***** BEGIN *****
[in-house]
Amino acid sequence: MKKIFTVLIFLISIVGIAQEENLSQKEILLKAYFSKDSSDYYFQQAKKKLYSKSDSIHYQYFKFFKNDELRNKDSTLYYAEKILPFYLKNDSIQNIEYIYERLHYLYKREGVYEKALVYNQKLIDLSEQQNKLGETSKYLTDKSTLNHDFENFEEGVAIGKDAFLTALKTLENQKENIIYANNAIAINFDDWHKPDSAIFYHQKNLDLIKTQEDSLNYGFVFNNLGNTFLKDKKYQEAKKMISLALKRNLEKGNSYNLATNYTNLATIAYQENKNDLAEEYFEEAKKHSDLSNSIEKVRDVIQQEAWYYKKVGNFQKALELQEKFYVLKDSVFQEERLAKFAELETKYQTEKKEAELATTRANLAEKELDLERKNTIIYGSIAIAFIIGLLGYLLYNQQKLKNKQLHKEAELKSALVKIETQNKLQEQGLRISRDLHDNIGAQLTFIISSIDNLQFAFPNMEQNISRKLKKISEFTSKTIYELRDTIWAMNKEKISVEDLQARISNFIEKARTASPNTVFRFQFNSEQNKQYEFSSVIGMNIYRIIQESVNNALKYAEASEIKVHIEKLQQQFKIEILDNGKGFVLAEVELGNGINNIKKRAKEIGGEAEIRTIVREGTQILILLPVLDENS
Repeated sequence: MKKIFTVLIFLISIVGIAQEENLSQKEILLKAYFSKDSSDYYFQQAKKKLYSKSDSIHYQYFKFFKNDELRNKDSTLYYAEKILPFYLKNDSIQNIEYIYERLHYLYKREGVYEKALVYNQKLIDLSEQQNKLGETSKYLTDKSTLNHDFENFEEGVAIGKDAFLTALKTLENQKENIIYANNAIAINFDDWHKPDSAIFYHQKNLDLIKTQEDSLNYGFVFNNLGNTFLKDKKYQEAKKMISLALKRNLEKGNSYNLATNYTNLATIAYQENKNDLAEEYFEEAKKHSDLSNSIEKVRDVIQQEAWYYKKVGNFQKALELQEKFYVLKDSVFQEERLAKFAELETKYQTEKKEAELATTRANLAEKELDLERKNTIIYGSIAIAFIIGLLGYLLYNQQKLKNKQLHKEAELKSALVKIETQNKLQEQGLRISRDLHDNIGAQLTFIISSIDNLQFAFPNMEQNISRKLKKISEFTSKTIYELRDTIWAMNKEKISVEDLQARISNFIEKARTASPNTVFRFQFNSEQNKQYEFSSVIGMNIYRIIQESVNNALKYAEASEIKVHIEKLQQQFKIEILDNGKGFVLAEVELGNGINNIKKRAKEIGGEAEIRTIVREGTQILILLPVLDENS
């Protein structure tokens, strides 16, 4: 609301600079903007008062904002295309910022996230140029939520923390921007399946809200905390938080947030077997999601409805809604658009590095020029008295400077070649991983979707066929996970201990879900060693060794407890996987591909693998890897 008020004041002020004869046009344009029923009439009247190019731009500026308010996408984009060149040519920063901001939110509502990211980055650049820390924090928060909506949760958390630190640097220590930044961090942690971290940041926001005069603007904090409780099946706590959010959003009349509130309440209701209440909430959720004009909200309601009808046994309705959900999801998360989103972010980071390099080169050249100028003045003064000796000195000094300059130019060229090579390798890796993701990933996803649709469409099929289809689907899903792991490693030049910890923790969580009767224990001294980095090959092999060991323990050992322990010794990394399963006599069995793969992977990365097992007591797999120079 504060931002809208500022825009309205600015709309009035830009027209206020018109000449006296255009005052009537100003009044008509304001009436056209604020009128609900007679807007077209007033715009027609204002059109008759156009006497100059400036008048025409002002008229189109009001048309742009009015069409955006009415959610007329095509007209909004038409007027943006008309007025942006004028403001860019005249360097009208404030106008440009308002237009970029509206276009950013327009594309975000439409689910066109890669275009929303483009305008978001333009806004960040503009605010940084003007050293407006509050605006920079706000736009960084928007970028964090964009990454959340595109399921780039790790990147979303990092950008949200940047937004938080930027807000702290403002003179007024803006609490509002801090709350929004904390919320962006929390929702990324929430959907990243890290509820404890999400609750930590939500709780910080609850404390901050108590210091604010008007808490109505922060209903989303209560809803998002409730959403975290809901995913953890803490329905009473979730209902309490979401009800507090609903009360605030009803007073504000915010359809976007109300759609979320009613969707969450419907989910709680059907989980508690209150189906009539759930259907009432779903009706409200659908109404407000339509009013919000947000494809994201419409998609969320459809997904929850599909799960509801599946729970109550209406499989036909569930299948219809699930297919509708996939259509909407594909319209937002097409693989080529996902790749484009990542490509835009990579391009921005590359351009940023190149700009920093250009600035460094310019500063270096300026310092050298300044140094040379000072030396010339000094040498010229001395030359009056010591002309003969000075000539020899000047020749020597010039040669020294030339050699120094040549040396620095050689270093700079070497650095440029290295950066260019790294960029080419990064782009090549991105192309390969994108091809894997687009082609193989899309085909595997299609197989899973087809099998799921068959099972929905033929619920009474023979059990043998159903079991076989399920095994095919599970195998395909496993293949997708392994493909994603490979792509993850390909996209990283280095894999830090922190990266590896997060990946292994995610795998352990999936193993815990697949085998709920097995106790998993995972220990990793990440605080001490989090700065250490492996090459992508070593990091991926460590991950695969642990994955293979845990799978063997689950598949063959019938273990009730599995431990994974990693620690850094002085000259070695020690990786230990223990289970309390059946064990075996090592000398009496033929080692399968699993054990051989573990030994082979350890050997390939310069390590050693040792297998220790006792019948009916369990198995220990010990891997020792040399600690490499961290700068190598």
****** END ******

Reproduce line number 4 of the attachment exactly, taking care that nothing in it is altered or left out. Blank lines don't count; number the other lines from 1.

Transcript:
């Protein structure tokens, strides 16, 4: 609301600079903007008062904002295309910022996230140029939520923390921007399946809200905390938080947030077997999601409805809604658009590095020029008295400077070649991983979707066929996970201990879900060693060794407890996987591909693998890897 008020004041002020004869046009344009029923009439009247190019731009500026308010996408984009060149040519920063901001939110509502990211980055650049820390924090928060909506949760958390630190640097220590930044961090942690971290940041926001005069603007904090409780099946706590959010959003009349509130309440209701209440909430959720004009909200309601009808046994309705959900999801998360989103972010980071390099080169050249100028003045003064000796000195000094300059130019060229090579390798890796993701990933996803649709469409099929289809689907899903792991490693030049910890923790969580009767224990001294980095090959092999060991323990050992322990010794990394399963006599069995793969992977990365097992007591797999120079 504060931002809208500022825009309205600015709309009035830009027209206020018109000449006296255009005052009537100003009044008509304001009436056209604020009128609900007679807007077209007033715009027609204002059109008759156009006497100059400036008048025409002002008229189109009001048309742009009015069409955006009415959610007329095509007209909004038409007027943006008309007025942006004028403001860019005249360097009208404030106008440009308002237009970029509206276009950013327009594309975000439409689910066109890669275009929303483009305008978001333009806004960040503009605010940084003007050293407006509050605006920079706000736009960084928007970028964090964009990454959340595109399921780039790790990147979303990092950008949200940047937004938080930027807000702290403002003179007024803006609490509002801090709350929004904390919320962006929390929702990324929430959907990243890290509820404890999400609750930590939500709780910080609850404390901050108590210091604010008007808490109505922060209903989303209560809803998002409730959403975290809901995913953890803490329905009473979730209902309490979401009800507090609903009360605030009803007073504000915010359809976007109300759609979320009613969707969450419907989910709680059907989980508690209150189906009539759930259907009432779903009706409200659908109404407000339509009013919000947000494809994201419409998609969320459809997904929850599909799960509801599946729970109550209406499989036909569930299948219809699930297919509708996939259509909407594909319209937002097409693989080529996902790749484009990542490509835009990579391009921005590359351009940023190149700009920093250009600035460094310019500063270096300026310092050298300044140094040379000072030396010339000094040498010229001395030359009056010591002309003969000075000539020899000047020749020597010039040669020294030339050699120094040549040396620095050689270093700079070497650095440029290295950066260019790294960029080419990064782009090549991105192309390969994108091809894997687009082609193989899309085909595997299609197989899973087809099998799921068959099972929905033929619920009474023979059990043998159903079991076989399920095994095919599970195998395909496993293949997708392994493909994603490979792509993850390909996209990283280095894999830090922190990266590896997060990946292994995610795998352990999936193993815990697949085998709920097995106790998993995972220990990793990440605080001490989090700065250490492996090459992508070593990091991926460590991950695969642990994955293979845990799978063997689950598949063959019938273990009730599995431990994974990693620690850094002085000259070695020690990786230990223990289970309390059946064990075996090592000398009496033929080692399968699993054990051989573990030994082979350890050997390939310069390590050693040792297998220790006792019948009916369990198995220990010990891997020792040399600690490499961290700068190598």